Jonathan Lee unfurled a sign saying "peace treaty" and "nuclear free DMZ children's peace forest" as he stood outside Tiananmen, or the Gate of Heavenly Peace, in central Beijing.
Less than a minute later, a man presumed to be a plainclothes police officer grabbed Lee's sign and waved away watching journalists, who had been contacted by Lee's family ahead of time. Three or four uniformed police officers then hurriedly escorted Lee and his mother away without commotion.
Police held the pair and a few hours later Lee and his mother, Melissa Lee, returned to their hotel. Then, the two, as well as the boy's father and sister checked out of their rooms at the Courtyard Marriott, a hotel receptionist said.
Joel Clark, a documentary filmmaker who traveled to China with the Lees, said an e-mail he received from Mrs. Lee suggested that they had been told to leave China.
" 'They escorted us here to the hotel and we are free to leave ... today,' " Clark quoted the e-mail as saying. " 'Police are waiting downstairs.' "
The boy, from Ridgeland, Mississippi, is trying to persuade the leaders of North and South Korea, China and the United States to work for reunification of the two Koreas.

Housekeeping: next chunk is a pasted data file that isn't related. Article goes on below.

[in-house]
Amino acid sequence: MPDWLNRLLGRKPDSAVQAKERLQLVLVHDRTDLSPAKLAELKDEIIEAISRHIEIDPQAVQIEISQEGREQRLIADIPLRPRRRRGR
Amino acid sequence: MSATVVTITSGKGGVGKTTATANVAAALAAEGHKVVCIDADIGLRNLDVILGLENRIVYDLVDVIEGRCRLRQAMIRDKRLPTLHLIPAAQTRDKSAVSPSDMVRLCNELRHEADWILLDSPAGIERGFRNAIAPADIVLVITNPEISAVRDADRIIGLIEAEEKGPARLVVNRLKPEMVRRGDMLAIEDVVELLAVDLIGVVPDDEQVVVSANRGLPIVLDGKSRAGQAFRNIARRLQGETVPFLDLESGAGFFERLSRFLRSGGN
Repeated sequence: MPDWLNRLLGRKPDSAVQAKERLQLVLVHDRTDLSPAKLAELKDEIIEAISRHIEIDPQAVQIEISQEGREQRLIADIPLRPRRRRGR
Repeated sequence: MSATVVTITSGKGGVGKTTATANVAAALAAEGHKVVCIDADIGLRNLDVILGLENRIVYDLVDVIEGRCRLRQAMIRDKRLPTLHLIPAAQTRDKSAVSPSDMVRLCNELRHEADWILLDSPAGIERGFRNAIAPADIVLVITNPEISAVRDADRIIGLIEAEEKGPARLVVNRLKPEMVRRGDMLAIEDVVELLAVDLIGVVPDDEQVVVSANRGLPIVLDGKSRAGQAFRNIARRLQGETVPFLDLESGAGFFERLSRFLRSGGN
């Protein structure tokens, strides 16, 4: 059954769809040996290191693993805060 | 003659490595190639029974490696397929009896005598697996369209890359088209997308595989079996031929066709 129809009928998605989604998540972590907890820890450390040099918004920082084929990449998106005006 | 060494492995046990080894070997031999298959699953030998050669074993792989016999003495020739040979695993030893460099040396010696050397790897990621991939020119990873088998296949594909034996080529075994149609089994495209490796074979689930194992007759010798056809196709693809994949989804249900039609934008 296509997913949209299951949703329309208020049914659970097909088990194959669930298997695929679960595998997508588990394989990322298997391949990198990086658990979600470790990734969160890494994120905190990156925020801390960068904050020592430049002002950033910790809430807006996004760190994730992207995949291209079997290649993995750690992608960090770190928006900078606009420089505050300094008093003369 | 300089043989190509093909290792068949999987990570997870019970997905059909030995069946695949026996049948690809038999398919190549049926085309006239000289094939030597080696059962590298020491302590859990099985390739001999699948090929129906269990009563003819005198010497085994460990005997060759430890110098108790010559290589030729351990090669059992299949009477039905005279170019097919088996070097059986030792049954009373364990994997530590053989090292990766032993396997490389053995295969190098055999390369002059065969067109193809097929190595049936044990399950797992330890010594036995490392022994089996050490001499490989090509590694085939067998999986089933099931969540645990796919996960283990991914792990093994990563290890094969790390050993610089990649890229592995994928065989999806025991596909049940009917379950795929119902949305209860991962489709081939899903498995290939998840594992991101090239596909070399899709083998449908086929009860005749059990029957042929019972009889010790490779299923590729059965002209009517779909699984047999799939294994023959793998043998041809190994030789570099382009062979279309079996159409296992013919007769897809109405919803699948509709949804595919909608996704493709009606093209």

"Hopefully my picketing will touch them in a way, so they'll really consider peace, you know, between North and South Korea," Lee said in an interview Friday with the documentary filmmaker that was provided to The Associated Press. "I guess I'm just trying to do, you know, what God would want, making peace."
His father, Kyoung Lee, said in a written statement Monday that his son has sent letters to President Barack Obama and South Korean President Lee Myung-Bak but had not been able to give a letter to Chinese President Hu Jintao. That, the father said, made the Tiananmen protest necessary.
Passionate and strong-willed Lee is the latest, and perhaps youngest, activist to try to bring peace to the heavily militarized Korean peninsula, divided since the 1950-53 Korean War in which both the U.S. and China fought. The U.S. is Seoul's ally, stationing troops in the well-off nation, while China is the main economic and diplomatic backer of the isolated, impoverished North.
Lee made a rare visit to North Korea in August to propose his idea of a "children's peace forest" in the demilitarized zone and was taken on a tour of the 2.5-mile (four-kilometer)-wide buffer zone, which is sealed off with electric fences and studded with land mines. A hoped-for meeting with North Korean leader Kim Jong Il did not materialize, although Lee said the officials forwarded to Kim a letter from him.
The Lee's treatment by Chinese authorities was relatively mild compared with the often rough handling and swift, forced deportation given to most foreigners who try to stage protests in China.
A U.S. Embassy spokesman declined to comment on the case, saying Lee family members had not signed privacy waivers.